Column: Gold is marooned between U.S. rates and India demand - Clyde Russell

LAUNCESTON, Australia (Reuters) - It’s not unusual for a financial market to be pulled in different directions simultaneously by competing influences, but what is notable for gold currently is the apparent inability of the contradictory factors to gain momentum.

A worker shows gold biscuits at a precious metals refinery in Mumbai, India March 3, 2008. REUTERS/Arko Datta/Files

History and logic suggest that when the United States starts a monetary tightening cycle, gold will underperform, since as a non-yielding asset it loses out to instruments that will enjoy higher yields from the rising rates.

The Federal Reserve lifted interest rates on March 15 for the second time in three months, with expectations that it will raise at least twice more this year and perhaps three times in 2018.

But spot gold didn’t drop when the Fed pulled the rates lever, gaining 1.7 percent the day of the increase, and closing at $1,233.15 an ounce on Monday, up almost 3 percent since the day before the Fed move and 9.9 percent since the recent low in mid-December.

So, why is the gold market being sanguine about rising U.S. interest rates?

Part of the answer may be that investors are taking a view that the rise in real yields may not be as dramatic given U.S. inflation is also on an upward trend.

There also may be a U.S. dollar effect, with analysts at JP Morgan noting that it’s likely that the greenback has already seen the bulk of its rally in this tightening cycle.

“In the current cycle, the broad U.S. dollar has so far appreciated by 22 percent, and we see the dollar rallying another 2 percent higher into midyear before retracing to current levels by the first quarter of 2018,” JP Morgan said in a note published March 15.

“In short, the lion’s share of this cycle’s U.S. dollar appreciation could potentially be behind us,” the note said.

Rising U.S. inflation and a peak in U.S. dollar strength may mean that the traditional impact of a U.S. monetary tightening cycle may be less than usual.

What the gold market is currently signalling is that while U.S. interest rate rises are still a bit of a headwind, they may not be enough to offset some compelling tailwinds.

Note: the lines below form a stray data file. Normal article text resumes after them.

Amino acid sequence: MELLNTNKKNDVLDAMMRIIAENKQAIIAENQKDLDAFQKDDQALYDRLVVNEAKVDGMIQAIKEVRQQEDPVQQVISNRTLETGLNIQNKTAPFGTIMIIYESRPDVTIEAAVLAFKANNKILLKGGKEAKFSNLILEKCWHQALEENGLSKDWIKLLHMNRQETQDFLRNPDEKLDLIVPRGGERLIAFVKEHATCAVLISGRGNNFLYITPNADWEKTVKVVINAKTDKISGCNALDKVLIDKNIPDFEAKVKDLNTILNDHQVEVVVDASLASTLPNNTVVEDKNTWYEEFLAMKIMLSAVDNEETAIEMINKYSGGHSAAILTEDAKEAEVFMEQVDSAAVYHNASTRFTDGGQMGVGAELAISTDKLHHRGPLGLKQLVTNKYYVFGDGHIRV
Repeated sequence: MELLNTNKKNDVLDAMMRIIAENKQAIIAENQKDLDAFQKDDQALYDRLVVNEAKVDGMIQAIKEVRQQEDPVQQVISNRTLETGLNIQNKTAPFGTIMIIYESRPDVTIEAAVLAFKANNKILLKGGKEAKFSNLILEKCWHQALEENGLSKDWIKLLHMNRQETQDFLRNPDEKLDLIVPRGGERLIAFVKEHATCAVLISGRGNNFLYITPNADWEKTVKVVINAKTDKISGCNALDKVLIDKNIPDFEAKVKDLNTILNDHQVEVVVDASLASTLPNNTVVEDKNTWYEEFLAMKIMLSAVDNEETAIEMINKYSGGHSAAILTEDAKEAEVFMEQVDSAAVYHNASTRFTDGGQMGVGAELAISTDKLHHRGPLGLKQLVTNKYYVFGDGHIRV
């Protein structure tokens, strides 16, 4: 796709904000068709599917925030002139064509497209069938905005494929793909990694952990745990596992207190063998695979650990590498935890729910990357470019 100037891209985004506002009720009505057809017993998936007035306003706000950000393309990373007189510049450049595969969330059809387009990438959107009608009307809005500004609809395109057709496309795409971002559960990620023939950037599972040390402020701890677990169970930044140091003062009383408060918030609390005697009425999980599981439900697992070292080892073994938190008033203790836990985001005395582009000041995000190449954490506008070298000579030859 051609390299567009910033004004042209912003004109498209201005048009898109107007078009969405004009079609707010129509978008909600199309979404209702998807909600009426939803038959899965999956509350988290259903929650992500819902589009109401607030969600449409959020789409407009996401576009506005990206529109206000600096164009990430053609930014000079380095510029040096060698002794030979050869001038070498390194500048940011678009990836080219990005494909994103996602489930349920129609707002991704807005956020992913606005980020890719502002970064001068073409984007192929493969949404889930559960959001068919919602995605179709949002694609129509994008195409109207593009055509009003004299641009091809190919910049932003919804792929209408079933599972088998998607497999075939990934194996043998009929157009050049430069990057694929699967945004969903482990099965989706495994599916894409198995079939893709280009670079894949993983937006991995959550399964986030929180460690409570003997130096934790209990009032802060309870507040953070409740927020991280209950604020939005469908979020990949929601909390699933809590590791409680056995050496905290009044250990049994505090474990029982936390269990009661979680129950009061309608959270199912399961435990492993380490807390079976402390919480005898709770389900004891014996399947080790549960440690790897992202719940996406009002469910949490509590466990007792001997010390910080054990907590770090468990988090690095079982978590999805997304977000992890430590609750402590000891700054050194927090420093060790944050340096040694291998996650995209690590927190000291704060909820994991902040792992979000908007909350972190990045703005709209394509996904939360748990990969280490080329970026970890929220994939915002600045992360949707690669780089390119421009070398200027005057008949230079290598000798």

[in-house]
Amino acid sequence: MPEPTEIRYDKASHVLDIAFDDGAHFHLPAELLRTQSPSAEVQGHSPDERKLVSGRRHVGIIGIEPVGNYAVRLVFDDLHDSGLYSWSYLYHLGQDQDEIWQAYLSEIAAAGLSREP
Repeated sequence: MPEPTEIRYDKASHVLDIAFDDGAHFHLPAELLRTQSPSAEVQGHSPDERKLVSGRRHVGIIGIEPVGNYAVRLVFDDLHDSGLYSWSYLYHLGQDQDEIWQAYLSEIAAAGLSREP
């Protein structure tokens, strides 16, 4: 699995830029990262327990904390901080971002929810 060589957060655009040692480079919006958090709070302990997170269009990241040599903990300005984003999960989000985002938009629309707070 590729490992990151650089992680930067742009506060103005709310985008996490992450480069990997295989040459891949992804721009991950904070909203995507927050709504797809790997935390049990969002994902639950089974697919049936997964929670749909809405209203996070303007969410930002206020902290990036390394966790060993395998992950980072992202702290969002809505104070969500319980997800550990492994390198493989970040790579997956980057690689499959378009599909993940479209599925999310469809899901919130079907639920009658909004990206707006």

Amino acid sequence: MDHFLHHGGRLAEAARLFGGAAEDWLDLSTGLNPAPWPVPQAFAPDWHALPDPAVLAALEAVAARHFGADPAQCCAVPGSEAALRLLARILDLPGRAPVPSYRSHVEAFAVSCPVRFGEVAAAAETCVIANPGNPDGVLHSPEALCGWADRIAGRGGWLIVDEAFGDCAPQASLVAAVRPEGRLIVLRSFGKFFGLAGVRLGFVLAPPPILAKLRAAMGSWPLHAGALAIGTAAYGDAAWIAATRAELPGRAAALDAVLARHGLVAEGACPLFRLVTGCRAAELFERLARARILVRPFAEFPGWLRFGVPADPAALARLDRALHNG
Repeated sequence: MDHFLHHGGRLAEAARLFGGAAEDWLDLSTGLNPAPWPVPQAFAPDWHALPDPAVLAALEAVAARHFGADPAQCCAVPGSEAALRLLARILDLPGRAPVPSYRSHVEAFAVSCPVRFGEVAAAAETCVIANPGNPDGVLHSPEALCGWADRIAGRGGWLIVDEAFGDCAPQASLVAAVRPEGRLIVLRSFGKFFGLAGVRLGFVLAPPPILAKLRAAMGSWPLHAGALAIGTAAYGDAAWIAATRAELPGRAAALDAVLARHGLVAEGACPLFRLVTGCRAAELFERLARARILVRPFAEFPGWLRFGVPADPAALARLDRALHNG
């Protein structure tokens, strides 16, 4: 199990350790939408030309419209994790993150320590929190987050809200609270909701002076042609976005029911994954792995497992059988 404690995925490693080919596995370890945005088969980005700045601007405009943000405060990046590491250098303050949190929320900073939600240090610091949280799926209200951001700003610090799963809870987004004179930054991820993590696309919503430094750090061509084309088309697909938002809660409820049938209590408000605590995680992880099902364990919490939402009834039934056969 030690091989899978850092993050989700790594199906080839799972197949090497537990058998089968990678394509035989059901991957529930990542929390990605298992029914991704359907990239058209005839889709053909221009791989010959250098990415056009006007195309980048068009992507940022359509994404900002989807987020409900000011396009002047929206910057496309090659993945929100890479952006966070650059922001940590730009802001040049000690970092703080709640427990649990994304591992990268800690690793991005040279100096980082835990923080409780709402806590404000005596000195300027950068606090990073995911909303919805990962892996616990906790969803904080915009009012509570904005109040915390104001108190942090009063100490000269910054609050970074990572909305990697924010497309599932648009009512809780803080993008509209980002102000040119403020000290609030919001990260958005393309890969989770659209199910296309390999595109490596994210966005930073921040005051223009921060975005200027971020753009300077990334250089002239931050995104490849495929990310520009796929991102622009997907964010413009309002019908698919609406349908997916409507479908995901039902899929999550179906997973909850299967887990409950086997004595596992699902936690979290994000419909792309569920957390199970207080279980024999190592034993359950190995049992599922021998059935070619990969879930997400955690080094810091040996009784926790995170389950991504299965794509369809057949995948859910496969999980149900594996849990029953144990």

The main boost to gold prices in 2017 may well come from India, formerly the world’s top consumer of the precious metal.

Indian gold demand was pummelled in 2016, falling 21 percent to 675.5 tonnes from 857.2 tonnes the prior year, the biggest yearly decline in volume terms recorded by the World Gold Council.

One of the main factors driving the slump was the government’s ongoing efforts to attack the informal economy, culminating in the removal of high denomination 500 and 1,000 rupee notes in November, a demonetisation that effectively removed some 86 percent of bank notes by value.

In an economy where most transactions are still cash, the impact was to crimp retail gold demand as liquidity dried up.

But there are positive signs that India is recovering, with imports jumping to 50 tonnes in February, up more than 82 percent from the same month in 2016, according to data provided by GFMS.

While some of this was likely due to what GFMS called the release of pent-up demand, it’s also possible that stronger economic conditions will lift Indian demand for jewellery, the main driver of that market.

While India is looking more positive for gold, it’s worth noting that China, the world’s largest buyer, is less constructive, with soft jewellery demand and the lack of a clear price trend deterring investment appetite.

It’s likely that the best-case scenario for China this year is one of steady demand, with the main X-factor being the value of the yuan, as a depreciating local currency may spur Chinese investor appetite for gold as a hedge.

Another potential positive for gold is the usual suspect of geopolitical risk, although if elections in France and Germany follow the recent Dutch vote, where anti-European populists did less well than expected, it may not add much to gold demand from a risk perspective.

Overall, it appears there is no clear price trend for gold, and looking at a cross-section of forecasts from analysts shows hat those who are bearish are only mildly so, while those bullish are also expecting modest gains at best.

While the ebb and flow of news events will drive daily price movements in gold, it would appear that a driver to move the price away from the $1,100 to $1,300 an ounce range is lacking.

Editing by Joseph Radford